2. Next the boot rom does a read of side 0, track 0 and the first sector (numbered 0 or 1) to some address in ram.

3. The boot rom passes control to this first sector by jumping to an address within the copy of the first sector in ram. This then loads CP/M (at least the BIOS and sometimes the whole CPM image). Control is then passed to the cold boot vector in CP/M

4. The cold boot routine reads any remaining parts of CP/M the were not read by the first sector loader and jumps to the command processor.

There are variations - sometimes the first sector reads the entire CP/M image and sometimes the bootrom does. Other variations are even stranger.

JohnBHanson 5th May 2019 12:36 am

Re: Gemini 80-Bus System
 
Within the BIOS there is a Disk Parameter Header for each disk drive.

The SELDSK routine within the bios gives the address of the disk parameter header. (DPH)

The disk parameter header gives references to several ram areas - one of these is the DPB for the drive. DPBs can be shared between drives, but DPH must be unique per drive.

The DPB contains numbers that define the layout of the disk. The diskdef program will calculate these numbers for you from the disk layout. Actually the diskdef program is part of my multi format system which will allow the gemini to read most floppy disk formats. Now you have xbeaver running
you should have them.

Note to run it type the following

killvpmm - this kills the virtual multitasking software and returns to CPM - actually CCPZ/BDOSZ
mfb - this installs the multi format system

and then use diskdef as required to install different floppy disk formats to drives N, O and P.

If you don't want to use the CP/M filesystem you can load mfb within VPM/M

? gives help witin diskdef, but it works like a spreadsheet.

dragonser 5th May 2019 11:18 am

Re: Gemini 80-Bus System
 
Hi, it was a long time ago,
but I seem to remember that the boot sector was either NG or GN depending on whether it was a Nascom or Gemini machine.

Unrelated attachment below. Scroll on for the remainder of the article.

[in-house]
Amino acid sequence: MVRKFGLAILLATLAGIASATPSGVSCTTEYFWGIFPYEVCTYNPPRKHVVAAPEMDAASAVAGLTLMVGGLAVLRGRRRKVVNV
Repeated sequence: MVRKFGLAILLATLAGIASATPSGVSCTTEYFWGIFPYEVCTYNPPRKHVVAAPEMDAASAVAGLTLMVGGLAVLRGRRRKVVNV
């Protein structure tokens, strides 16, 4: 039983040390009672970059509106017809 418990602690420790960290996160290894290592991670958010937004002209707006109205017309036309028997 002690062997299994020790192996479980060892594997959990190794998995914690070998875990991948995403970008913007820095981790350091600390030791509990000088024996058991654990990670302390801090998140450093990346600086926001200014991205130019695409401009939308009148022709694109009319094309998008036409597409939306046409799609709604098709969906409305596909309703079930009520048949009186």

on a related subject, I have an MP/M manual somewhere if anyone would like it !

john_newcombe 5th May 2019 9:29 pm

Re: Gemini 80-Bus System
 
John; Many thanks for the explanation, much appreciated.

Peter; When you say that the boot sector was NG or GN what does NG/GN refer to exactly?

JohnBHanson 7th May 2019 3:31 pm

Re: Gemini 80-Bus System
 
Just been looking at RPM V2.0 - the boot code does the following

1. Check disk is rotating by looking at the index signal
2. Read the first 128 bytes of disk A:, track 0, sector 0 to address 80h
3. Check that the bytes at 80h (first two of track 0, sector 0) are both 47h
4. If the above check passes then copy the 128 bytes at 80h (First 128 bytes
of sector 0) down to location 0.
5. jump to location 2.

The code at sector 0, starting at offset 2 is responsible for loading CP/M

I hope that helps.

PS - If you are thinking of downloading the first sector code from linux, don't use 80h as
the location as RPM uses that is its line input buffer. Use 100h instead.

to copy the buffer at 100h down to zero and execute - try the following

21 00 01 ld hl,100h
11 00 00 ld de,0h
01 80 00 ld bc,80h
ed b0 ldir
c3 02 00 jp 2


This code can be run at any address above 180h and is relocatable. it does the
copy to 0 and then jumps to zero.

Remember the boot sector starts at offset 8 in the .DMP file I sent you.